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He might not but refuse you : but, he protests, he
And needs no other suitor, but his likings,
Yet, I beseech you,
Pray you, come in;
I am much bound to you *.
A Room in the Castle.
Enter OTHELLO, Iago, and Gentlemen.
Well, my good lord, I'll do't.
see't ? Gent. We'll wait upon your lordship. [Exeunt.
3 To take the saf'st occasion by the front, ] This line is wanting in the folio. STEEVENS.
4 I am much bound to you.] This speech is omitted in the first quarto. STEEVENS.
- to the stATE:] Thus the quarto 1622. Folio,-to the senate. MALONE.
Before the Castle.
Enter DESDEMONA, Cassio, and Emilia. Des. Be thou assur'd, good Cassio, I will do All my abilities in thy behalf. Emil. Good madam, do; I know it grieves my
husband, As if the case were his 6. DES, O, that's an honest fellow. Do not doubt,
Des. O, sir, I thank you’: You do love my lord :
Ay, but, lady,
6 As if the CASE were his.] The folio reads-As if the cause were his. STEEVENS.
7 0, sir, I thank you :) Thus the quarto 1622. The folio reads--I know't, I thank you. MALONE.
8 That policy may either last so long,] He may either of himself think it politick to keep me out of office so long, or he may be satisfied with such slight reasons, or so many accidents may make him think my re-admission at that time improper, that I may be quite forgotten. Johnson.
Des. Do not doubt that; before Emilia here, I give thée warrant of thy place : assure thee, If I do vow a friendship, I'll perform it To the last article : my lord shall never rest; I'll watch him tame?, and talk him out of patience; His bed shall seem a school, his board a shrift; I'll intermingle every thing he does With Cassio s suit : Therefore be merry, Cassio; For thy solicitor shall rather die, Than give thy cause away.
Enter OTHELLO and Iago, at a distance. Emil.
Madam, here comes My lord.
Cas. Madam, I'll take my leave.
Why, stay, And hear me speak.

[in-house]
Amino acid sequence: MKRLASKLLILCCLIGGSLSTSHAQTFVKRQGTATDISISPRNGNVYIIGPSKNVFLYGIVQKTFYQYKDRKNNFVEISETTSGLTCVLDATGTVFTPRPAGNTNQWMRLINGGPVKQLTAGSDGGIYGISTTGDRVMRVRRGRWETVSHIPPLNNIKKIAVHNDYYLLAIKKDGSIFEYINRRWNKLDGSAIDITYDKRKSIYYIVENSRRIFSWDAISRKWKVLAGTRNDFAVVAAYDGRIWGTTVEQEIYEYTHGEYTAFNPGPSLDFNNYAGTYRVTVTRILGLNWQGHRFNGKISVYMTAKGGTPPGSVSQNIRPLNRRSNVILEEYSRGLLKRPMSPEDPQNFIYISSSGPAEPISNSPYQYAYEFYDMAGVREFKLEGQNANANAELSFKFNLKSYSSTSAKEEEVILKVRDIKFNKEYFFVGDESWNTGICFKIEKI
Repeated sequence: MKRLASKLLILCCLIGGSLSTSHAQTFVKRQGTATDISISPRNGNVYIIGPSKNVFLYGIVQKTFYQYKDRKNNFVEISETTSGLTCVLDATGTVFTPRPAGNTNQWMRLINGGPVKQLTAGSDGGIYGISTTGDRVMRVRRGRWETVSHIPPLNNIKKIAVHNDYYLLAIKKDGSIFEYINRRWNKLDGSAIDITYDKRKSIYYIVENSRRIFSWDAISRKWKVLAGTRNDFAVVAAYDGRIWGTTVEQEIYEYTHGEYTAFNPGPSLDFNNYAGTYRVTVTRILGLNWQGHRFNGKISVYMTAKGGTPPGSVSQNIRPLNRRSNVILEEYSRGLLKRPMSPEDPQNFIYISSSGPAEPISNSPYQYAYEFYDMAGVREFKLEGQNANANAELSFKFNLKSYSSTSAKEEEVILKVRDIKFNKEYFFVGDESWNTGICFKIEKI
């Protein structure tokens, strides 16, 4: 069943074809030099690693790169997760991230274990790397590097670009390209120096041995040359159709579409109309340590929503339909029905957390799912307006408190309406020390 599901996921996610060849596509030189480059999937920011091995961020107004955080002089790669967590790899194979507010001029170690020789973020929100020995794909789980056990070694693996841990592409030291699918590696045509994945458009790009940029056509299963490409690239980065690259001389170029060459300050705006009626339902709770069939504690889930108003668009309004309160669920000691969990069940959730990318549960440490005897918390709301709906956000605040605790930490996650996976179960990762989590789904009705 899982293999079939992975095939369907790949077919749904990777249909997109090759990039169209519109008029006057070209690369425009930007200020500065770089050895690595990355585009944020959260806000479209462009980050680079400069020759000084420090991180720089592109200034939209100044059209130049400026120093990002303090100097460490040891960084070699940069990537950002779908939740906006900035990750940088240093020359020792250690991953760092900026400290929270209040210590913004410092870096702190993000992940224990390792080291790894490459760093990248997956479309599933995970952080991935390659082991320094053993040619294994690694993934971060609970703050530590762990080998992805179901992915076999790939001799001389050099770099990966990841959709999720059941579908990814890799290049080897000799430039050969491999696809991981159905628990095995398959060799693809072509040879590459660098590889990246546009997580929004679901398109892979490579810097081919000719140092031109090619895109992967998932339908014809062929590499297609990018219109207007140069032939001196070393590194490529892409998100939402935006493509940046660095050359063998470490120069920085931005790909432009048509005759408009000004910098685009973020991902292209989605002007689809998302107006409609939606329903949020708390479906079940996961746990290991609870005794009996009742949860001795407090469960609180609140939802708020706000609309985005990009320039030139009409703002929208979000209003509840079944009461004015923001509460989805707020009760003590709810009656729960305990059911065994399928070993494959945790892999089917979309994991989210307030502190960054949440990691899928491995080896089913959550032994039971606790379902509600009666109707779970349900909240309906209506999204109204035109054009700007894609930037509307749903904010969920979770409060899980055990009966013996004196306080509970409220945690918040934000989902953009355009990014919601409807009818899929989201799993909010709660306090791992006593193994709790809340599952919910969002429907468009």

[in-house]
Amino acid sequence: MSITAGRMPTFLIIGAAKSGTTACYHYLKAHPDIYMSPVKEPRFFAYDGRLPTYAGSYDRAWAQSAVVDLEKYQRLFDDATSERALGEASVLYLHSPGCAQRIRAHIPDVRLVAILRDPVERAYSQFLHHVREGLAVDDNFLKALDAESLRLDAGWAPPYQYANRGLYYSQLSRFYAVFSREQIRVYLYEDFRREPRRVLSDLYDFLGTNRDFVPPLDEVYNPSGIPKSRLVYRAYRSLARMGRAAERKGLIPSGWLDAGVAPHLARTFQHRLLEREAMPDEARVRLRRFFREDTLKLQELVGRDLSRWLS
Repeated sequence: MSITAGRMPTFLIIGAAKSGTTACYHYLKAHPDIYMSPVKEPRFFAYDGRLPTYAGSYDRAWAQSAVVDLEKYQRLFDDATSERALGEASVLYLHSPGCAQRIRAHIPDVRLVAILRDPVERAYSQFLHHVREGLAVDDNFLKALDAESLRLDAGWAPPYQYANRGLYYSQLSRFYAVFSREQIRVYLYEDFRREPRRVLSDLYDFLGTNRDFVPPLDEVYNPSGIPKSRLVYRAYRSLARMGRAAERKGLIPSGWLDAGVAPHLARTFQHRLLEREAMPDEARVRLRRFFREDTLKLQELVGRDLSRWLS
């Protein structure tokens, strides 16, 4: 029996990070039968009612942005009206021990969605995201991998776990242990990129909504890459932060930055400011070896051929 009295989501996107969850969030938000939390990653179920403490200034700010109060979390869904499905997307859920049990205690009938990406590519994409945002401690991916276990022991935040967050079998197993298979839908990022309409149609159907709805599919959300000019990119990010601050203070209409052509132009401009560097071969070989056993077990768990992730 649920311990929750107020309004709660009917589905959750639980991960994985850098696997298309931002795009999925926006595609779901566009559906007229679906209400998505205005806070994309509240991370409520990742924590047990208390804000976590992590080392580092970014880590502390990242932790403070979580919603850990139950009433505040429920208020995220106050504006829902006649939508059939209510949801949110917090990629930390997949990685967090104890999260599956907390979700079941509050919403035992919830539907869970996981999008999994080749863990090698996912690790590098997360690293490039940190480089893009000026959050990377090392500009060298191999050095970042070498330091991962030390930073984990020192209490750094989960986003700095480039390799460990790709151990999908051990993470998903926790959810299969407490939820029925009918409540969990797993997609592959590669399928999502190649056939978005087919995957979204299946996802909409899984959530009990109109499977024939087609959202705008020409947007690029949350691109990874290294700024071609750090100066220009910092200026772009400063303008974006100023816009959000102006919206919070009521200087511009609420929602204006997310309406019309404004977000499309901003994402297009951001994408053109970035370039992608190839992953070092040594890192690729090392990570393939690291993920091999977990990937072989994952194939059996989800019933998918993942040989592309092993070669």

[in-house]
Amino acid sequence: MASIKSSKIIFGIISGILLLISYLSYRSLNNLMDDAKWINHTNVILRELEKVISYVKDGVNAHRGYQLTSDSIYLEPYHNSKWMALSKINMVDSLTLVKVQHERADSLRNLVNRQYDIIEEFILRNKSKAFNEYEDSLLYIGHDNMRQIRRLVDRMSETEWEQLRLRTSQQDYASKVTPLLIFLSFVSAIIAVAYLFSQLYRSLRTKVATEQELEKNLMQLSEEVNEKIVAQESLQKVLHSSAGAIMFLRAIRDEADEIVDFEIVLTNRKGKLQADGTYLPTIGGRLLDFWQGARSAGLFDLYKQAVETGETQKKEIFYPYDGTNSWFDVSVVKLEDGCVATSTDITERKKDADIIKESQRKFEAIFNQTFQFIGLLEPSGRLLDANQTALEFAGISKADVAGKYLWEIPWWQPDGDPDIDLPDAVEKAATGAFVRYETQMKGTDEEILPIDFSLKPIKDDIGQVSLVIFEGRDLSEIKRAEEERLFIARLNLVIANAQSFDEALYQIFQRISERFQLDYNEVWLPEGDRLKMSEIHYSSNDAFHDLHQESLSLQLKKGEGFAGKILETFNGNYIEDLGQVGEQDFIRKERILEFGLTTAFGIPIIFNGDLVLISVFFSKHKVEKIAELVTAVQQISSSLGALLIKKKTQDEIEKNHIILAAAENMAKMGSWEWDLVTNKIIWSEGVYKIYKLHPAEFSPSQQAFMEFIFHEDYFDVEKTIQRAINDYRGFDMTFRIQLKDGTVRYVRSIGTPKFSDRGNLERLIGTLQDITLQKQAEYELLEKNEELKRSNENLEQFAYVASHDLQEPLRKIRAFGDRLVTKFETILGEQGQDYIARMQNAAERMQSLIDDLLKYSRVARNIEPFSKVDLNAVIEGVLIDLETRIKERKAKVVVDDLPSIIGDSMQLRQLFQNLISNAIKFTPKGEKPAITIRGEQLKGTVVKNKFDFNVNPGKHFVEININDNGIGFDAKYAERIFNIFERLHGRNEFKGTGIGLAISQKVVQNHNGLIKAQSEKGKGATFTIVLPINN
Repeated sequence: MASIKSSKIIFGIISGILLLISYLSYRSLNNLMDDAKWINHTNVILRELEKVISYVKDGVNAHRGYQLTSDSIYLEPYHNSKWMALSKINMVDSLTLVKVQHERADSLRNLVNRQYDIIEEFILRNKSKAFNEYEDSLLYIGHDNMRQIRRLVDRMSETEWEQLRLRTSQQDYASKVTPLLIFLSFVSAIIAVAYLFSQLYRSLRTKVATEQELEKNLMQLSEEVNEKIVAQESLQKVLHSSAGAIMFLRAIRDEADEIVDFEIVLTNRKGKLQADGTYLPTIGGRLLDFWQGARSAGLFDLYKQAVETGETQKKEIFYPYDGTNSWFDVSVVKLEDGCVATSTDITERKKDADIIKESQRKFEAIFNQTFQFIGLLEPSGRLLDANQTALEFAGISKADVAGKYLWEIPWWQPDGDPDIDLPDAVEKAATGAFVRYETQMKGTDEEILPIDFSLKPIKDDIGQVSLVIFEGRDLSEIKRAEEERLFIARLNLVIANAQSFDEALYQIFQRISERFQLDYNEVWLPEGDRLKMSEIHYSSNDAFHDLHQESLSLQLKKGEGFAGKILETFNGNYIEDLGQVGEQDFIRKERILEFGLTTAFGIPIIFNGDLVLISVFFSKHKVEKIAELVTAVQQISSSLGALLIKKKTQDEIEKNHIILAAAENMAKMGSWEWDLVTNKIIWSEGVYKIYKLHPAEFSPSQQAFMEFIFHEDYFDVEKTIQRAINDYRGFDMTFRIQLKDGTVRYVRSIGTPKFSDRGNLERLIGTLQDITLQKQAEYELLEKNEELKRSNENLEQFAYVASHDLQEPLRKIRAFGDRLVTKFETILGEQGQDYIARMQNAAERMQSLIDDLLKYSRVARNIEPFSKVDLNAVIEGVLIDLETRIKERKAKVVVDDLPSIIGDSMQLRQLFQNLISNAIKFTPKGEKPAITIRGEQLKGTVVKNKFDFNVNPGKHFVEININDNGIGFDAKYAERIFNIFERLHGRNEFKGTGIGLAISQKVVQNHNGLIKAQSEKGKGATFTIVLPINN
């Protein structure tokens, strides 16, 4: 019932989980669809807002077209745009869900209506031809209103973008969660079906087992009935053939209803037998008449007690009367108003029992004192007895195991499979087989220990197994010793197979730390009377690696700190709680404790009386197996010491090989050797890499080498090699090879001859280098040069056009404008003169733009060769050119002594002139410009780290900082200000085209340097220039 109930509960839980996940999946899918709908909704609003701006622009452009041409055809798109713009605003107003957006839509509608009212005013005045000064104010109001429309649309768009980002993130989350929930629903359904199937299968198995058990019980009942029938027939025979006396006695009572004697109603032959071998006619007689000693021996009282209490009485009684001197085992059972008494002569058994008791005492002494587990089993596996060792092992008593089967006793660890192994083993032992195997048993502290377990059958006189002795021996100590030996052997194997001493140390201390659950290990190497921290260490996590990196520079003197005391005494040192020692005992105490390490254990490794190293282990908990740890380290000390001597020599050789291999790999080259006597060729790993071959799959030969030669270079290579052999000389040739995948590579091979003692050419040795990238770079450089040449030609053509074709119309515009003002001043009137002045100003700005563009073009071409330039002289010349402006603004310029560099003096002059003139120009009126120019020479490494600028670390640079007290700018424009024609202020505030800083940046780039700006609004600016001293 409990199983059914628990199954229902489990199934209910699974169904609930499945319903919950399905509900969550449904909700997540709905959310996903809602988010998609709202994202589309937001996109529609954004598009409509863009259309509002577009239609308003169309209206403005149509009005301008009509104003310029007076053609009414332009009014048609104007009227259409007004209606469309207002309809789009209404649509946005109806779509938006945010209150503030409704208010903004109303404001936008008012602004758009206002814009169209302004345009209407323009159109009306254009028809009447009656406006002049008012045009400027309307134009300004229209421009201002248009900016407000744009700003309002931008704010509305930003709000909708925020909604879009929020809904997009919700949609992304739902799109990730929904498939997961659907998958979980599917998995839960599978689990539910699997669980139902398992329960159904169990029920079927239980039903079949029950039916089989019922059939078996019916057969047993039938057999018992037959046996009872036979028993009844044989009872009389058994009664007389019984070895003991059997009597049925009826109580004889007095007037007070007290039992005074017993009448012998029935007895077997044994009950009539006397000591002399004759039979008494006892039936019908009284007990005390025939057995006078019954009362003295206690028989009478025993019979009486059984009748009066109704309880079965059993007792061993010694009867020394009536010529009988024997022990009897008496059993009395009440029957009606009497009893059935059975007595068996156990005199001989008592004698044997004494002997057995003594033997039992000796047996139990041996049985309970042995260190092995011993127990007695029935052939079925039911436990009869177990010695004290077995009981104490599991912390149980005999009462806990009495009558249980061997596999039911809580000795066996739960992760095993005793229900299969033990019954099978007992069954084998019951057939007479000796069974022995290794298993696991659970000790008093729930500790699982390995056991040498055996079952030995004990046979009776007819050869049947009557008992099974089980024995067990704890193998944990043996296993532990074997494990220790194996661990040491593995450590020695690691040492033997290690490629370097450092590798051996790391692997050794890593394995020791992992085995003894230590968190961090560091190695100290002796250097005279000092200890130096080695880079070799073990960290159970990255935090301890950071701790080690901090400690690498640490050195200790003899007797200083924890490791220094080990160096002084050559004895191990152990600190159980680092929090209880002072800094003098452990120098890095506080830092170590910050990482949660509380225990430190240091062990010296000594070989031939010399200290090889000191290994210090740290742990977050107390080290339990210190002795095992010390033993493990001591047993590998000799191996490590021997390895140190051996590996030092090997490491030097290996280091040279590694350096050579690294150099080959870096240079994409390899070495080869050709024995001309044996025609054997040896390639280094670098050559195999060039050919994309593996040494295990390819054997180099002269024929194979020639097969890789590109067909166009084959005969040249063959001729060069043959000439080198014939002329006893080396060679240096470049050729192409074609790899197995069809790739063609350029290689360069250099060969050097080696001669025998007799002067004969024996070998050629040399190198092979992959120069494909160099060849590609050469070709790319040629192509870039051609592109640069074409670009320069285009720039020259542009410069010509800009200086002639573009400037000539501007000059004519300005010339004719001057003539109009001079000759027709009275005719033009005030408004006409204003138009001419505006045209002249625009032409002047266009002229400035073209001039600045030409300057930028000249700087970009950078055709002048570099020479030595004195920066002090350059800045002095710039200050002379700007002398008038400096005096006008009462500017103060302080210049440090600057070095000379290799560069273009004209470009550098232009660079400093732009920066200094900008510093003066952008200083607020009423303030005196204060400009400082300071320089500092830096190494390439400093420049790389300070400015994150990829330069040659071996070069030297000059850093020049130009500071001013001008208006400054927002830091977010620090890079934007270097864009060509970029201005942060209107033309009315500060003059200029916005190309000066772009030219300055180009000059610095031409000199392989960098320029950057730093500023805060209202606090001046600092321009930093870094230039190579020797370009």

Cas. Madam, not now: I am very ill at ease,
9 I'll wateh him tame,] It is said, that the ferocity of beasts, insuperable and irreclaimable by any other means, is subdued by keeping them from sleep. Johnson.
Hawks and other birds are tamed by keeping them from sleep, and it is to the management of these that Shakspeare alludes. So, in Cartwright's Lady Errant :
we'll keep you,
“Your wildness.” Again, in Monsieur D’Olive, 1606 : your only way to deal with women and parrots, is to keep them waking.” Again, in Sir W. D'Avenant's Just Italian, 1630:
“ They've watch'd my hardy violence so tame.” Again, in The Booke of Haukynge, Huntyng, &c. bl. 1. no date : “ Wake her all nyght, and on the morrowe alì daye, and then she will be previ enough to be reclaymed.” Steevens.
Well, well] The adverb--well, has been repeated for the sake of measure.
Ha! I like not that.
I do believe 'twas he.
Oth. Who is't you mean?
Went he hence now ?
2 His present reconciliation TAKE;] Cassio was to be reconciled to his general, not his general to him, therefore take cannot be right. We should read-make. WARBURTON.
To take his reconciliation, may be to accept the submission which he makes in order to be reconciled. Johnson.
3 -- and not in CUNNING.] Cunning, for design, or purpose simply. WARBURTON.
Perhaps rather for knowledge, the ancient sense of the word. So, in Measure for Measure: “ In the boldness of my cunning I will lay myself in hazard.” The opposition which seems to have been intended between cunning and ignorance, favours this interpretation. Malone.
4 I suffer with him.] Thus the quarto 1622. The folio reads -To suffer with him. MALONE.
Orh. Not now, sweet Desdemona; some other
The sooner, sweet, for you.
No, not to-night.
I shall not dine at home;
pray thee, name the time; but let it not
5 — the wars must make examples
Out of Their BEST,] The severity of military discipline must not spare the best men of their army, when their punishment may afford a wholesome example. Johnson. The old copies read her best. Mr. Rowe made this neces
- SO MAMMERING on.) To hesitate, to stand in suspense. The word often occurs in old English writings, and probably takes its original from the French M'Amour, which men were apt often to repeat when they were not prepared to give a direct answer.
HANMER. I find the same word in Acolastus, a comedy, 1540 : “ I stand in doubt, or in a mamorynge between hope and fear.”
Again, in Thomas Drant's translation of the third satire of the second book of Horace, 1567 : “Yes, when she daygnes to send for him, then mameryng
he doth doute.' Again, Henry Wotton's address to the favourable and well